I assume your comment about Guatemala and Rio de Janeiro refers to the population and not land area.

      I disagree with you about Haiti. Haiti needs a well-trained decently paid, well-screened national police force a la Costa Rica, not an army. It faces no military threats that I’m aware of and whatever issues there are should be handled via law enforcement.

  • Pingback: On Increasing the Military’s Authority in Haiti and Guatemala « Americas South and North()

  • Anonymous

    Mexico has had no real success with using the military as law enforcement.

  • MikeJake

    I don’t understand the “Mexican” model of law enforcement, with a strong and effective military coupled with a weak, ineffective, underpaid, and easily corrupted/intimidated police force. It’s akin to the FDNY having one gigantic fire station in Manhattan to cover the entire city. They would be able to respond in force to any bad blaze, but they’d be late to countless smaller fires. Have they thrown up their hands at even trying to address the police problem?

    • wengler

      It’s not exactly a military vs. police problem. The Zetas are probably the most hardcore drug cartel in Mexico and they are ex-military.

      There is a 1 percent problem in Mexico just as surely as there is here. The military going into towns and cities and disrupting the power balance between cartels leads to a ton of bloodshed. I fail to see how shifting the power dynamics(through killing thousands of people) of one of Mexico’s biggest industries is helping.

  • I think you guys might be missing the point: The militaries are noticing how profitable the ‘war on drugs’ is to police departments, and they want to add the portfolio to their current majority stake position in the ‘war on terror’.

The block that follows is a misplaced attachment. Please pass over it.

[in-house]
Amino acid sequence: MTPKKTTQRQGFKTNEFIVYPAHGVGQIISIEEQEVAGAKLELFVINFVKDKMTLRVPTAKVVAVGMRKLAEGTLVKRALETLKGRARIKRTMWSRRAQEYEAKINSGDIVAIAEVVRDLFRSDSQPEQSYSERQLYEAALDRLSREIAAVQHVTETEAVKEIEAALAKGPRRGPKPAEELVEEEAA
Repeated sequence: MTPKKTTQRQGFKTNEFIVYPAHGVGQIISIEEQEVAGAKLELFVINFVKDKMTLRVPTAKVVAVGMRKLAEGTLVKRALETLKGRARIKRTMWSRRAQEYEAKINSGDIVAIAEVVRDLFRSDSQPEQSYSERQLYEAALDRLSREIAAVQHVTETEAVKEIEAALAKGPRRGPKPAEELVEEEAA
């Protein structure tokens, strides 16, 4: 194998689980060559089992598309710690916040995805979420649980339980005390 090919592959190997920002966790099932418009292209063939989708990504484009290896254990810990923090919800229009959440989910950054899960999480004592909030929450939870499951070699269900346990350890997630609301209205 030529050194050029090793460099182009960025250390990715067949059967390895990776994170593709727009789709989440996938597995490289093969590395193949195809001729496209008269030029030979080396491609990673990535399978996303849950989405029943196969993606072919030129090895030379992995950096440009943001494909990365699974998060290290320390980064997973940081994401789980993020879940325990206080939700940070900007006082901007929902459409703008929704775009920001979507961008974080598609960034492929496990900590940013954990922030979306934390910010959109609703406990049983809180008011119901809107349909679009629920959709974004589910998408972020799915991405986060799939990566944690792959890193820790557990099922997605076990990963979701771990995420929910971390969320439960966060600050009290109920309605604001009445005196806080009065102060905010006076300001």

This isn’t law enforcement or peacekeeping, it’s mergers and acquisitions.

    • (the other) Davis

      That may be applicable to Guatemala (though I’m altogether doubtful of your explanation), but not to Haiti — which has had no military since 1995, and hence no stakeholder in place to push for this change. If anything, the Government of Haiti is going to struggle to come up with the money to fund this proposal (rather than profit from it).

      • Good point…

        Possibly the mercenaries who will be doing all the preliminary organization and training for the nascent Haitian forces are seeing a marketing opportunity?

        Or did you think nobody is sitting on the prime ministerial shoulder and whispering about how easily they could solve this problem for him, for just a few hundred million dollars?

  • Eliza

    Regarding Guatemala: The military is already involved in the drug trade, and has been labeled a part of clandestine criminal networks. Half of the Guatemalan population is too young to know about the genocide wrought by the military. Many people are still too afraid to speak of it, and too traumatized to be able to speak of it. Many in the City deny that it ever happened.

    The US still supports undemocratic military regimes and governments which are democratic in name only. Don’t be naive. Nothing has changed. The US government is still about supporting US business interests abroad. If we were really interested in helping countries like Guatemala, we would legalize drugs and invest in people getting treatment rather than being incarcerated.

    We continue with the School of the Americas (not WHINSEC) in Fort Benning, GA, which actively trains the militaries of Central and South American countries, not always with human rights centrally in mind. There is a reason why the US has not released the names of SOA graduates of the last several years. Check out the most heinous narcotraffickers in Mexico etc., and you will find that many are ex-military people who attending the SOA. I mean the ones who have no qualms about beheading people, etc.